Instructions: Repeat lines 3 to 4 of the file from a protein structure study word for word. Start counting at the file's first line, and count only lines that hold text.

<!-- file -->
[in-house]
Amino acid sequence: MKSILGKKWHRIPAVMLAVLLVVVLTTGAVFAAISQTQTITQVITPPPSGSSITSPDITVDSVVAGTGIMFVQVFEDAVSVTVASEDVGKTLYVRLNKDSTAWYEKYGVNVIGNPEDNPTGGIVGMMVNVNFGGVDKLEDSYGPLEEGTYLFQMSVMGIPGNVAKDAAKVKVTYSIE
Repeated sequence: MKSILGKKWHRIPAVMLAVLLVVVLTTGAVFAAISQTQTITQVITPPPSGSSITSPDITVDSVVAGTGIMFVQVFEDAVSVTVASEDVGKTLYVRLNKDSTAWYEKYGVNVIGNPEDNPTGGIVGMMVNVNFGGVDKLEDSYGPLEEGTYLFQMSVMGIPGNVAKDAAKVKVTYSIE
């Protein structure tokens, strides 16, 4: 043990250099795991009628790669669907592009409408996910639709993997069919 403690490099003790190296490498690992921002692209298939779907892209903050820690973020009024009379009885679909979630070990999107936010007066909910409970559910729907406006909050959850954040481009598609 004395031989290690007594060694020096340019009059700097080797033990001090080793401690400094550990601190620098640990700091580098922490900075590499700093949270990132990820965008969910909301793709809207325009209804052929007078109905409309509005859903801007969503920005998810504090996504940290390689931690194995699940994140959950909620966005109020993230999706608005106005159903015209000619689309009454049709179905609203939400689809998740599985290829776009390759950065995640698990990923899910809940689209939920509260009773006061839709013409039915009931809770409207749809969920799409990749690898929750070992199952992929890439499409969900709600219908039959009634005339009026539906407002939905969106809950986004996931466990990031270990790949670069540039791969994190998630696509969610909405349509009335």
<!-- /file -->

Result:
Repeated sequence: MKSILGKKWHRIPAVMLAVLLVVVLTTGAVFAAISQTQTITQVITPPPSGSSITSPDITVDSVVAGTGIMFVQVFEDAVSVTVASEDVGKTLYVRLNKDSTAWYEKYGVNVIGNPEDNPTGGIVGMMVNVNFGGVDKLEDSYGPLEEGTYLFQMSVMGIPGNVAKDAAKVKVTYSIE
């Protein structure tokens, strides 16, 4: 043990250099795991009628790669669907592009409408996910639709993997069919 403690490099003790190296490498690992921002692209298939779907892209903050820690973020009024009379009885679909979630070990999107936010007066909910409970559910729907406006909050959850954040481009598609 004395031989290690007594060694020096340019009059700097080797033990001090080793401690400094550990601190620098640990700091580098922490900075590499700093949270990132990820965008969910909301793709809207325009209804052929007078109905409309509005859903801007969503920005998810504090996504940290390689931690194995699940994140959950909620966005109020993230999706608005106005159903015209000619689309009454049709179905609203939400689809998740599985290829776009390759950065995640698990990923899910809940689209939920509260009773006061839709013409039915009931809770409207749809969920799409990749690898929750070992199952992929890439499409969900709600219908039959009634005339009026539906407002939905969106809950986004996931466990990031270990790949670069540039791969994190998630696509969610909405349509009335």